Embracing failure creates community

Persistence builds confidence


Danny Shope

I was laying face down, twenty yards from the finish line. I didn’t stay down for long, though. As quickly as I could, I clumsily untangled my skis, got back up and spit out a piece of snow as I made it to the end of my first Nordic skiing race. 

When I crossed the line and collapsed again, this time out of exhaustion, the embarrassment started to sink in. Not only had I finished almost dead last, I had also face planted in front of my coaches, my parents and most unfortunately, all the upperclassmen I wanted to prove myself to so badly. 

While I was still on the ground dreading having to face everyone, a couple of my teammates came over to help me up. “Dude, that was an epic superman fall,” one of them said after making sure I was okay. “Almost as good as the one I just had coming down that second to last hill.” 

As we walked over to put our warm clothes on and cheer on the other skiers, we all laughed about my other teammates’ crazy wipeout stories. Even the team captains chimed in about times they had fallen off the race course, collided with other people and done the splits involuntarily on skis. This all made me slightly terrified about skiing, but I also felt a lot better knowing the people I admired so much also fell down.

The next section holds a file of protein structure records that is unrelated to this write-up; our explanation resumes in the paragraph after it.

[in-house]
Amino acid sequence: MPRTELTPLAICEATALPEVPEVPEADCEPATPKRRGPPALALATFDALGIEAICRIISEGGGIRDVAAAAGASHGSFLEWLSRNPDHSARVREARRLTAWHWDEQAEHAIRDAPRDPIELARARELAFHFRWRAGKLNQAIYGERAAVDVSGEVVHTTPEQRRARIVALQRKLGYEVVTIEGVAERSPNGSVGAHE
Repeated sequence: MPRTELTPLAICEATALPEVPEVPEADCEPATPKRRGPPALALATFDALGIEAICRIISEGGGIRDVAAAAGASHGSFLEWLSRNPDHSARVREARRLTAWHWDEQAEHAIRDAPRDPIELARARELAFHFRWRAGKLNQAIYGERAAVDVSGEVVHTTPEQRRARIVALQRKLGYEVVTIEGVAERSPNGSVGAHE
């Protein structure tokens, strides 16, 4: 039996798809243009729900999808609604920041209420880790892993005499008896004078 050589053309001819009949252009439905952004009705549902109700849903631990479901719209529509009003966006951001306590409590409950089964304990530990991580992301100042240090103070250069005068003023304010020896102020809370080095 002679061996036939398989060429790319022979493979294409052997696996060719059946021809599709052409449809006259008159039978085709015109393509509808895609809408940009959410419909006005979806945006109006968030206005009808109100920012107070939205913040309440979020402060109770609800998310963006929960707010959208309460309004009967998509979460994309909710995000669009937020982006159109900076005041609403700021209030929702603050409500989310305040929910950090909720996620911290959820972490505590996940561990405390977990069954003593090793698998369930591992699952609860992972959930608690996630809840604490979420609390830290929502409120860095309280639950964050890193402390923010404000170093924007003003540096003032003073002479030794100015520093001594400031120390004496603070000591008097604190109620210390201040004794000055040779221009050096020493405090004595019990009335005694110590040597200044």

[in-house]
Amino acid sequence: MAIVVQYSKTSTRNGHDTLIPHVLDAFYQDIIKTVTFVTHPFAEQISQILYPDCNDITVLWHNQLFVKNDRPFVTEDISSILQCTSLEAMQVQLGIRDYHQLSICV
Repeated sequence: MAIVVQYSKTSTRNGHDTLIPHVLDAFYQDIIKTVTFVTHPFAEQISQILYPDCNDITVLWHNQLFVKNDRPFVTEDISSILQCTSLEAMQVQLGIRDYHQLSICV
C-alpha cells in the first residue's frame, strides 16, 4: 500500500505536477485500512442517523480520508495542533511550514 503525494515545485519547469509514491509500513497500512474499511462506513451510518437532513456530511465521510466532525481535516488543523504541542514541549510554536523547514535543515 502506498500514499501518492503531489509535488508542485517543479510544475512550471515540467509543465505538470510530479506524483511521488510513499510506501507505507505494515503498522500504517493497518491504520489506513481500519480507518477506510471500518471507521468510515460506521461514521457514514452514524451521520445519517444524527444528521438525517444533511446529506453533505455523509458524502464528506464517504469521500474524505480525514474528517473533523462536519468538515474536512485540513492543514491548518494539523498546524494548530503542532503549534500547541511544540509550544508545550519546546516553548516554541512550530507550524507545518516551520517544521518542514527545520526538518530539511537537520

Nordic is an individual sport, but it doesn’t feel like it. Everyone wants their teammates to be successful and feel welcomed, and they’re willing to go far out of their way to make that happen. It’s just how the team is, and it’s contagious. 

During my time on the Nordic team, I’ve fallen dozens of times in some of the craziest ways possible, and while it’s certainly still embarrassing, I’ve realized that failing — and falling — isn’t as bad as I think it is.

Even more importantly, I’ve realized how much I admire those teammates who were willing to put themselves out there, and sometimes even make themselves look ridiculous, just to make other people feel like they belonged. Now that those people who made me feel included in my freshman year have graduated, it’s my turn to try and have the same impact on other people.